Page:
For many of us, this Sunday’s Super Bowl represents a few hours of reprieve from work, responsibilities, and perhaps even diets, as we settle on the couch with friends and family to watch one of our nation’s most-celebrated sporting events. Tragically, perpetrators of the abhorrent and licentious criminal industry of human trafficking have seized on Super Bowl weekend and added a tragic dimension to what is otherwise a celebratory annual national event.
Unbeknownst to many, the Super Bowl is arguably the single largest sex trafficking incident in the United States (http://www.forbes.com/sites/meghancasserly/2012/02/02/sex-and-the-super-bowl-indianapolis-spotlight-teen-sex-trafficking/). Each year, the city that welcomes droves of party-minded Super Bowl fans also (unknowingly) hosts increased incidents of underage prostitution. The weekend of Super Bowl XLIV alone brought an estimated 10,000 prostitutes to Miami (http://www.huffingtonpost.com/soraya-chemaly/super-bowl-sex-trade_b_1198168.html).
This year, however, host communities are taking steps to combat human trafficking at the Super Bowl. Over the past few months, local authorities and hotel managers (http://www.huffingtonpost.com/rep-grace-meng/hotel-industry-combats-se_b_4682151.html ), NFL team owners and religious communities, including the Diocese of Newark and the Diocese of New Jersey, (http://episcopaldigitalnetwork.com/ens/2014/01/28/anti-trafficking-efforts-intensify-in-advance-of-super-bowl/ ) have been working together to educate their communities and to stymie child sex rings in New York City, Newark, and the surrounding region. Their work to combat human trafficking serves as a reminder of this modern-day evil that adulterates the dignity of the innocent and the vulnerable and plagues communities across the country (http://library.episcopalchurch.org/article/protecting-children).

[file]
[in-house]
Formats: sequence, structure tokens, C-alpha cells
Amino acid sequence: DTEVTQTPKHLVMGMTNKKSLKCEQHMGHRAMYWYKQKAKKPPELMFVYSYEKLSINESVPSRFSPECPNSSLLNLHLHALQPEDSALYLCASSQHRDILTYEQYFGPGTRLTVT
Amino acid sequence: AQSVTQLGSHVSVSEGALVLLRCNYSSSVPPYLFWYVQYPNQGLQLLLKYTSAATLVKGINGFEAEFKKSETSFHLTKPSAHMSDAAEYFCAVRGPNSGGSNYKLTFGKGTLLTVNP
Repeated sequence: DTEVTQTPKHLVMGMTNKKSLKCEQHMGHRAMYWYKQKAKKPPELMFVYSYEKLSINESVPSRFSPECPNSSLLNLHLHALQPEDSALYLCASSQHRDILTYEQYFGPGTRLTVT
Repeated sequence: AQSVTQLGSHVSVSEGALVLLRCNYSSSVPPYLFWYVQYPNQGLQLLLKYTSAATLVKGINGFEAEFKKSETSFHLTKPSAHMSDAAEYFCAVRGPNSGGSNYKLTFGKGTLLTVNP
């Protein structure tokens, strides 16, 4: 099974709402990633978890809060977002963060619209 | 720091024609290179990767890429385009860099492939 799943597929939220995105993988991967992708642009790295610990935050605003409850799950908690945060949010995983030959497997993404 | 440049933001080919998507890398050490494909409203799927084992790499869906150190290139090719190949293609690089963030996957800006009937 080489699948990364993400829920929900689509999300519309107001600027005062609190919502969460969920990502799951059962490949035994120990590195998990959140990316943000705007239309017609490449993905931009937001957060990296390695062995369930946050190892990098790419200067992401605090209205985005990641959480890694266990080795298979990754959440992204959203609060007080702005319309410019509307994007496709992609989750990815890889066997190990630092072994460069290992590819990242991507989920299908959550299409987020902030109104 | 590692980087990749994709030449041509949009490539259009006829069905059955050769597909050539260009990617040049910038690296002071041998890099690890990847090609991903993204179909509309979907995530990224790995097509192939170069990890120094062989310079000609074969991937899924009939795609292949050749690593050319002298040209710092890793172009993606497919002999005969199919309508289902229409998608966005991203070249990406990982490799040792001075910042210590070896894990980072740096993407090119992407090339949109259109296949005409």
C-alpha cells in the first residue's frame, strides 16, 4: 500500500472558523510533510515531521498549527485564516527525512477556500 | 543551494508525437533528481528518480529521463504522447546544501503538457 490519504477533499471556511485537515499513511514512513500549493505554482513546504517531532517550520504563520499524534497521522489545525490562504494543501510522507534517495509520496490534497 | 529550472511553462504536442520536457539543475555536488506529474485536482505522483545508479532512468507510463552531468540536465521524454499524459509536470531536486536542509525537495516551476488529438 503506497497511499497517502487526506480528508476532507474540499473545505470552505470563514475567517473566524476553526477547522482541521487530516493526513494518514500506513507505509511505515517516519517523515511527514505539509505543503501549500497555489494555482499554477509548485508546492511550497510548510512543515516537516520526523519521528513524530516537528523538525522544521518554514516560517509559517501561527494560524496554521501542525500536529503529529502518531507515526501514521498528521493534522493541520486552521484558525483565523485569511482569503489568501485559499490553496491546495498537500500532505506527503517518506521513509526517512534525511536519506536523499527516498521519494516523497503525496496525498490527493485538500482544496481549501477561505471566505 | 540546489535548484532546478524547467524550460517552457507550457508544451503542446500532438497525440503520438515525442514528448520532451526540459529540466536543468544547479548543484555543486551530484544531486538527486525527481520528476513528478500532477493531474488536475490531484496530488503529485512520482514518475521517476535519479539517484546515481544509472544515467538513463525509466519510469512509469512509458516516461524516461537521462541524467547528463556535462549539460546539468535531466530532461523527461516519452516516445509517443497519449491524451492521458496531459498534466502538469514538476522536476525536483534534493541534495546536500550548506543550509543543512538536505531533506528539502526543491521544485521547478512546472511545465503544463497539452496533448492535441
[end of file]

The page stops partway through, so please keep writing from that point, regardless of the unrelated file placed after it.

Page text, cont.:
It is estimated that 17,500 men, women, and children are trafficked—“induced to perform labor or a commercial sex act through force, fraud, or coercion”—into the United States each year, and an additional 100,000 U.S. citizen children are trafficked within the United States (http://www.fas.org/sgp/crs/row/RL34317.pdf). The majority of these victims are girls exploited for forced prostitution, or trafficked by organized criminals through residential brothels, online escort services, strip clubs, and massage parlors (http://www.polarisproject.org/human-trafficking/sex-trafficking-in-the-us). They join the more than 20 million women, men, and children worldwide who are victims of human trafficking and who have been sold for an average total cost of $90 U.S. dollars (https://www.freetheslaves.net/SSLPage.aspx?pid=285).
These modern-day sex slaves, these precious children whom God has called by name, are “robbed and plundered, all of them are trapped in holes and hidden in prisons” (Isaiah 42:22, 43:1). They live concealed and silenced from rescue, restoration, or reprieve. We are called by God, and urged by our General Convention (http://www.episcopalarchives.org/cgi-bin/acts/acts_resolution-complete.pl?resolution=2012-D042 ) in response to that call, to attend to the modern injustice of human trafficking that traps so many vulnerable in the bonds of exploitive servitude.
Help combat human trafficking at this year’s Super Bowl and beyond by raising awareness within your congregation (http://www.dioceseofnewark.org/liturgical/resources-human-trafficking-awareness-day-jan-11 ), learning how trafficking victims are recruited (http://www.divinecaroline.com/life-etc/protect-yourself-and-children-becoming-victims-human-trafficking ), educating yourself and others on how to spot human trafficking in your community (http://www.state.gov/j/tip/id/ ), and reporting suspicious actions or persons to the national human trafficking hotline (http://www.polarisproject.org/what-we-do/national-human-trafficking-hotline/the-nhtrc/overview). Join other Episcopalians engaged in this work through the “Episcopalians Against Human Trafficking” Facebook page (https://www.facebook.com/EpiscopaliansAgainstHumanTrafficking ) and using the hashtag “No2Trafficking” on Twitter.
As we enjoy this Sunday’s big game and as we re-commit to our responsibilities after the game’s final touchdown, we must also re-commit to fighting the horrific exploitation of human trafficking; re-commit to emancipating those robbed, plundered, and trapped, yet whom God has called by name.